• VOX function
  • Scan function
  • USB plug for fast charging
  • Exceptionally loud and super high-quality sound

9. BTECH MURS-V1 Two-Way Radio (No License Needed)

MURS V1 Radio

Price Range: Around $55

Max Range: About 2 miles

Requires license: No

My Review: This radio is a great choice! The video below does a good job covering some of its features. You can also read my text review below.

If you want a two-way radio that doesn’t require a license this one is a great option. All the radios above can be used without a license if the radios are properly set up, but if you’re someone who isn’t tech savvy and doesn’t want to stress about the radios being legally set up or doesn’t need super long range then radios are a good option.

Note: I have never personally used this radio, but it has good reviews and seems to be a solid radio.

This is a good cheap radio for businesses, hunting trips, fishing, retail, cruises, and other actives.

Potential cons:

  • Low range compared to other radios on this list
  • Not waterproof or water-resistant

Key Features

  • License not required
  • 15 modifiable MURS two-way channels
  • FM radio and built-in flashlight
  • 1800mAh battery
  • High (2W) and low (2W) power settings
  • Earpiece kit, belt loop clip and wrist strap included

10. Motorola Talkabout T280

Motorola Talkabout T280

Price Range: Around $60

My Review: The Motorola Talkabout series was meant to be great all-around walkie-talkie style radios at affordable prices encased inside rugged and durable shells and I’d say they’ve done a great job, especially on the T280. These have the capability to communicate roughly 25 miles in clear weather and, speaking of weather, can provide real-time weather conditions with the 11 NOAA pre-loaded weather channels.

These are actually some of the easiest and most user-friendly walkie-talkie style radios I’ve found that encompasses modern-day functionality under a hundred bucks. They have the Ivox/vox hookups enabling headsets and hands-free usage and included in the package are 2 NiMH rechargeable batteries, carry case, and belt clips.

There isn’t much to say about them which is usually a bad thing but in the case of the Talkabout series, they’re all excellent choices for great prices. There are six different models, all relatively the same price and with about the same distance capabilities but some lacking features to shave off a few bucks if you need it. Another little feature that I liked was that they use standard Micro-USB charging ports, meaning you don’t need a special proprietary charging cable or charging dock.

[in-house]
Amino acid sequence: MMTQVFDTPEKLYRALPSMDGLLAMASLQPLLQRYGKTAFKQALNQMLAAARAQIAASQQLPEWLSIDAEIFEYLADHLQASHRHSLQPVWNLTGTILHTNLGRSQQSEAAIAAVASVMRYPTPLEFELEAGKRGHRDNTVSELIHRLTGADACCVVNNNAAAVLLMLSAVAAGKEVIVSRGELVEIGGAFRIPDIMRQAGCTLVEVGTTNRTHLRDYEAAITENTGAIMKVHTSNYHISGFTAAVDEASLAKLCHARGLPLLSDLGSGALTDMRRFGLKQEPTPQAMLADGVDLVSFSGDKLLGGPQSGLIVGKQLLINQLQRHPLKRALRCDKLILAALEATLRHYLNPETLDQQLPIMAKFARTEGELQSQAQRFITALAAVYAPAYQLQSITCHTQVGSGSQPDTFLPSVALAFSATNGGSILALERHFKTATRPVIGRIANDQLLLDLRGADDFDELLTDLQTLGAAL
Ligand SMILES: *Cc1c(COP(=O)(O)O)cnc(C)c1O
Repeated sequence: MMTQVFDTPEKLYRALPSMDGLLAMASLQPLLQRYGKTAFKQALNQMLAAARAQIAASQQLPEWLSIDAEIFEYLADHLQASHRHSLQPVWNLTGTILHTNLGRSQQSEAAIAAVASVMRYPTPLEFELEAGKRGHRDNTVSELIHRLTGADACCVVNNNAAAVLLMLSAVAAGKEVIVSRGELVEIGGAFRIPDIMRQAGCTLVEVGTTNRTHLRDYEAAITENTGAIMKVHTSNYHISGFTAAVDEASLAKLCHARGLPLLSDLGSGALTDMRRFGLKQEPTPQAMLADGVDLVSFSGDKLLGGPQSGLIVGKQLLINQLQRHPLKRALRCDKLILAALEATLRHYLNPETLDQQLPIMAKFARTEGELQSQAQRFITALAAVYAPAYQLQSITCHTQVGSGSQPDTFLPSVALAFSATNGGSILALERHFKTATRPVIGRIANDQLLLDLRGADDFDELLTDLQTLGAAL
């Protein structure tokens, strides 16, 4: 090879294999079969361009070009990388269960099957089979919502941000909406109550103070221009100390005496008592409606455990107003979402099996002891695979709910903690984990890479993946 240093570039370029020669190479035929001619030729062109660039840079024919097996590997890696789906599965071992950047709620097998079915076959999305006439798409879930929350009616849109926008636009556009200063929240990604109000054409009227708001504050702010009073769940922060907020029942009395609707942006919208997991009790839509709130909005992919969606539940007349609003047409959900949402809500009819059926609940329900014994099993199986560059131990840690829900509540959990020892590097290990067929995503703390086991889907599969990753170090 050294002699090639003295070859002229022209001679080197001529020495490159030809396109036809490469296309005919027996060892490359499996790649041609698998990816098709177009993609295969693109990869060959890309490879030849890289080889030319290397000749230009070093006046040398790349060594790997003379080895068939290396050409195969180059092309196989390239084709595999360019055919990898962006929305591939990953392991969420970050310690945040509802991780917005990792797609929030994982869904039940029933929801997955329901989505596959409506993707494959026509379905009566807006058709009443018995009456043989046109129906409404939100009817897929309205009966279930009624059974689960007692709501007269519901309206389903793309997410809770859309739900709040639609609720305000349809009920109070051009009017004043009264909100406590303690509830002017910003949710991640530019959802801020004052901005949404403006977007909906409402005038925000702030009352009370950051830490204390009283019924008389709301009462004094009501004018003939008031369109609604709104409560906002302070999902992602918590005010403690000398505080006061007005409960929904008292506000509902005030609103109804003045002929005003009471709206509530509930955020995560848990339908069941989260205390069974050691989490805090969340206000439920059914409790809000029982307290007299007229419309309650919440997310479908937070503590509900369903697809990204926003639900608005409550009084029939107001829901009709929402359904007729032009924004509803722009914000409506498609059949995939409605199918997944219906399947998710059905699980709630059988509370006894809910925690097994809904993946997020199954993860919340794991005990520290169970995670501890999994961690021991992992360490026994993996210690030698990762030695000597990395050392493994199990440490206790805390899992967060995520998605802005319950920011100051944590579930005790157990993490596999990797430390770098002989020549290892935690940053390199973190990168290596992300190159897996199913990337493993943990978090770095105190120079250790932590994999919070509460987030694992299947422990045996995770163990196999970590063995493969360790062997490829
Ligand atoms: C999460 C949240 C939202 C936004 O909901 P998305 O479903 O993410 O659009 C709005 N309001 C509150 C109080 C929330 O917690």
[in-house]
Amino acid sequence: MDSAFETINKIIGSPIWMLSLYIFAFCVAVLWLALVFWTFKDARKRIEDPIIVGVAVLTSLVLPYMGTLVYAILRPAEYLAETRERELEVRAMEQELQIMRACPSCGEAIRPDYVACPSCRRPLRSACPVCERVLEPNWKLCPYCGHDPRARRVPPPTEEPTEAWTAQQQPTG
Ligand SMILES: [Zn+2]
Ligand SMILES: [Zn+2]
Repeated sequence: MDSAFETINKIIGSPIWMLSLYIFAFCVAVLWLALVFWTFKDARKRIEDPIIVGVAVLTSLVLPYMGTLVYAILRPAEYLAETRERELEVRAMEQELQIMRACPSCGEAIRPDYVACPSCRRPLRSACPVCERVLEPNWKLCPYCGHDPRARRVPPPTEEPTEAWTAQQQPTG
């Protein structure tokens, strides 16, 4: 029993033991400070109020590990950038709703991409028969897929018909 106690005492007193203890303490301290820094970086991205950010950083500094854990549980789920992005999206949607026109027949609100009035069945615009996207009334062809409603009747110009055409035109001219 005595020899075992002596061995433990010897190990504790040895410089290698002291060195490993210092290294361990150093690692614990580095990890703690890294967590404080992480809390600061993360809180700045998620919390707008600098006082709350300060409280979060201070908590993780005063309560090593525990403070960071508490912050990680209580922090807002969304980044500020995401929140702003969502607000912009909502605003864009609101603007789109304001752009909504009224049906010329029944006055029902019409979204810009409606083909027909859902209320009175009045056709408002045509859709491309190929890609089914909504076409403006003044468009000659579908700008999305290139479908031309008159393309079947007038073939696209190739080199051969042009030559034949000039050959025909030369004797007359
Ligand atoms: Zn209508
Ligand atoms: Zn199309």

Keep in mind that if you use the GMRS channels you’ll need a license but if you stick to FRS channels, you’re good to go with no licensing and no fees to pay. Another note here is that although they are quite durable in terms of surviving bumps and bangs, they are not waterproof.

Important 2017 FCC Radio Update (Things you should know)

Before I get into the legalities of these radios, do note that the FCC does update their guidelines from time to time. I recommend referring to their website for the latest information (I will provide links), but as of September 8th, 2018, this information is all up to date.

Some previously FRS/GMRS hybrid radios are now considered FRS

Previously considered GMRS/FRS hybrid radios are now considered FRS with expanded capabilities so long as they do not operate with more than 2 watts ERP, do not have a detachable antenna, and do not operate on repeater channels 467.5500, 467.5750, 467.6000, 467.6250, 467.6500, 467.6750, 467.7000, and/or 467.7250 MHz (most don’t). These radios are now considered FRS and no longer require a license to operate. I called the FCC to verify even if you have a 5-watt radio that is repeater capable you do not need a license if you stay off GMRS only channels and set the power on your radio to stay below the frequency and power settings. I have a link to the power table on the FCC website below.

You can also check out this guide by the FCC on 2 way radio rules here.

So, if you’re someone who really doesn’t need the range capabilities of a high power GMRS radio and don’t want to worry about needing a license or messing with power settings, a previously FRS/GMRS Hybrid radio that has a max power under 2 watts may be a good solution. They have some pretty good range and don’t require a license anymore. I’ll show you some good ones below.